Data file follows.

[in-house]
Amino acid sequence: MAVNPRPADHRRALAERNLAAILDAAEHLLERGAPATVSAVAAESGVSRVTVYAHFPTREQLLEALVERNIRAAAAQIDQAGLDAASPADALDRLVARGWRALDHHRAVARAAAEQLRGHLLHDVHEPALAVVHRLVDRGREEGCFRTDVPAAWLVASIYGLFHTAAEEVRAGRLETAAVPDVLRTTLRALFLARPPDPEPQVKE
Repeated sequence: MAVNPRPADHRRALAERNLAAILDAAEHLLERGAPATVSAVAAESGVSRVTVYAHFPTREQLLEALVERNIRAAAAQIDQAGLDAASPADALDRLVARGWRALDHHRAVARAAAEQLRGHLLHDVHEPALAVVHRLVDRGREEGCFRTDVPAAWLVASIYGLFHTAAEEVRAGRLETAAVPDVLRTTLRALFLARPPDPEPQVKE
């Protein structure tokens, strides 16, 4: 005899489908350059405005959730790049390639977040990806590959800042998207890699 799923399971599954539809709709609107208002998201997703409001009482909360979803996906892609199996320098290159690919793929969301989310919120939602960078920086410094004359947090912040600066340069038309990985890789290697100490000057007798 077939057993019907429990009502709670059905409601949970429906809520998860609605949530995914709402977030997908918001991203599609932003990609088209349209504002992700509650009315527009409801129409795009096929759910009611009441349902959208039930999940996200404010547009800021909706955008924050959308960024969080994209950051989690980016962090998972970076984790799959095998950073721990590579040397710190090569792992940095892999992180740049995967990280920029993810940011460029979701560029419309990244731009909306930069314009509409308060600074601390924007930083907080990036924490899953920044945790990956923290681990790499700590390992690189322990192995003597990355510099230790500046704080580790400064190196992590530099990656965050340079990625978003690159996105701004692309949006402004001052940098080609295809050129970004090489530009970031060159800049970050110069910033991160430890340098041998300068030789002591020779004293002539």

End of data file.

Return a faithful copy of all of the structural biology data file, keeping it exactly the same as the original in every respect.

[in-house]
Amino acid sequence: MAVNPRPADHRRALAERNLAAILDAAEHLLERGAPATVSAVAAESGVSRVTVYAHFPTREQLLEALVERNIRAAAAQIDQAGLDAASPADALDRLVARGWRALDHHRAVARAAAEQLRGHLLHDVHEPALAVVHRLVDRGREEGCFRTDVPAAWLVASIYGLFHTAAEEVRAGRLETAAVPDVLRTTLRALFLARPPDPEPQVKE
Repeated sequence: MAVNPRPADHRRALAERNLAAILDAAEHLLERGAPATVSAVAAESGVSRVTVYAHFPTREQLLEALVERNIRAAAAQIDQAGLDAASPADALDRLVARGWRALDHHRAVARAAAEQLRGHLLHDVHEPALAVVHRLVDRGREEGCFRTDVPAAWLVASIYGLFHTAAEEVRAGRLETAAVPDVLRTTLRALFLARPPDPEPQVKE
């Protein structure tokens, strides 16, 4: 005899489908350059405005959730790049390639977040990806590959800042998207890699 799923399971599954539809709709609107208002998201997703409001009482909360979803996906892609199996320098290159690919793929969301989310919120939602960078920086410094004359947090912040600066340069038309990985890789290697100490000057007798 077939057993019907429990009502709670059905409601949970429906809520998860609605949530995914709402977030997908918001991203599609932003990609088209349209504002992700509650009315527009409801129409795009096929759910009611009441349902959208039930999940996200404010547009800021909706955008924050959308960024969080994209950051989690980016962090998972970076984790799959095998950073721990590579040397710190090569792992940095892999992180740049995967990280920029993810940011460029979701560029419309990244731009909306930069314009509409308060600074601390924007930083907080990036924490899953920044945790990956923290681990790499700590390992690189322990192995003597990355510099230790500046704080580790400064190196992590530099990656965050340079990625978003690159996105701004692309949006402004001052940098080609295809050129970004090489530009970031060159800049970050110069910033991160430890340098041998300068030789002591020779004293002539």